automated. The added steps are well worth it in terms
of reliability and cryptologic strength.
I wouldn't want to carry out this procedure in a muddy
foxhole, but on a naval vessel or in a divisional HQ
caravan it shouldn't be a problem.
Obviously I haven't tried this, so it is just a hypothesis
at this point, but it seems worth a try.
At no time during the war was there any shortage of
It is straightforward to generalize to N rounds,
using no additional hardware, using time proportional
to N (or better), and tape proportional to N+1.
Even better than chaining N machines all alike is
chaining N machines all different.
As a separate matter: The message indicator was
sent using the key of the day. It was sent twice,
which improved reliability ... but created a weakness.
To alleviate the weakness, send the second copy using
a different key! Have two separate keys of the day.
The added workload is infinitesimal.
Also, as previously mentioned, roll the dice and choose
a /random/ steckering, which becomes part of the message
indicator. This is incomparably stronger than leaving
the steckering constant for an entire day and constant
across all stations.
Of course this implies adding stecker boards to Navy
and Abwehr machines (not just Army machines).
Roll the dice and send a bunch of random null letters
at the head of the message. Keep rolling until you
get two letters the same, so it randomizes the length
of the message as well. Ditto at the end. Sprinkle
random null codewords throughout the message. Take
null codewords from a codebook, or make up hamXster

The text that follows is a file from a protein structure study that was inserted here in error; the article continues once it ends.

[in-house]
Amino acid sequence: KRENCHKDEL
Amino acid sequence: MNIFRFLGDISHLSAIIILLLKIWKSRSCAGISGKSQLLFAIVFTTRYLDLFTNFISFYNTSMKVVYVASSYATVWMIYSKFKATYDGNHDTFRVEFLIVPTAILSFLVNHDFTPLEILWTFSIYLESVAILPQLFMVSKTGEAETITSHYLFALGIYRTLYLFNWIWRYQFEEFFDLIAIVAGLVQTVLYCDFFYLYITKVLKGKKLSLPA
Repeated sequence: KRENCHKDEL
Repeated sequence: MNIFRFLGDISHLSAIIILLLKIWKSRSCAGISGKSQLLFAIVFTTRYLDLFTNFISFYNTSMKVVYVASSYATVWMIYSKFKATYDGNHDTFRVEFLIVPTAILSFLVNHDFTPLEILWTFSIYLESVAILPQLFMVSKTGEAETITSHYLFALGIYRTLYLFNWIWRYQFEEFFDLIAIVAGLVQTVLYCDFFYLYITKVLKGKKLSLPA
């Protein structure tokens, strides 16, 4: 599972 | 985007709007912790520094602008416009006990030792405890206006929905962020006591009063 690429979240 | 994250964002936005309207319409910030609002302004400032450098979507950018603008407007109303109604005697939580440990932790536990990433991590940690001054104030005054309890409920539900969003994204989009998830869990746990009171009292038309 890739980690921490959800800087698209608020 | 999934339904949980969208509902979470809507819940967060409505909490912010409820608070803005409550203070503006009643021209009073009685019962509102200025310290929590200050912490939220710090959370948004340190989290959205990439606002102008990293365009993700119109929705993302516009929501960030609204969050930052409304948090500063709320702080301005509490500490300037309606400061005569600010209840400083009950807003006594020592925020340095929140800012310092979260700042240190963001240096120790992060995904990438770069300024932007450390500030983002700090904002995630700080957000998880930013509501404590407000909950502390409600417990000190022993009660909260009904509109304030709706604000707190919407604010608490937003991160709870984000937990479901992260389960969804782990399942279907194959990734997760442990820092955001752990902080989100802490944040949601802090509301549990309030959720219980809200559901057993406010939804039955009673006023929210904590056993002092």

your own pupXpy nonsense words kitXten as you go along.
Bottom line: There was a lot they could have done
with 1930s technology. Minor tweaks to the procedures
would have made a huge difference.
On 01/07/2015 01:23 PM, Ray Dillinger wrote:
> Does every large-scale military organization make stupid mistakes
> subordinating security to petty officiousness, redundant procedure,
> personal ego, and just plain laziness?
Ditto for non-military organizations.
Actually it is even worse than that. There are structural
reasons why code-breaking is rewarded more than code-making.
As we have discussed previously, the guy who benefits from
cryptanalysis /knows/ how much he is benefiting. They guy
who benefits from having strong crypto is never quite sure
how much good it is doing.
Note that the Manning, Snowden, and Sony incidents are
remarkable for being not nearly as severe as they could
have been, because the leakage was well publicized. This
is very different from the Enigma/ULTRA situation, where
the break was exploited for years without the broken side
finding out about it.
I mention this because a manifest break is one of the few
things that will get people to stop sucking their thumbs
and start paying for strong security.
> Is this level of
> operational failure something that people need to design for
> if building systems for military clients?
Ditto for non-military clients.
-----BEGIN PGP SIGNATURE-----
Version: GnuPG v1
-----END PGP SIGNATURE-----
More information about the cryptography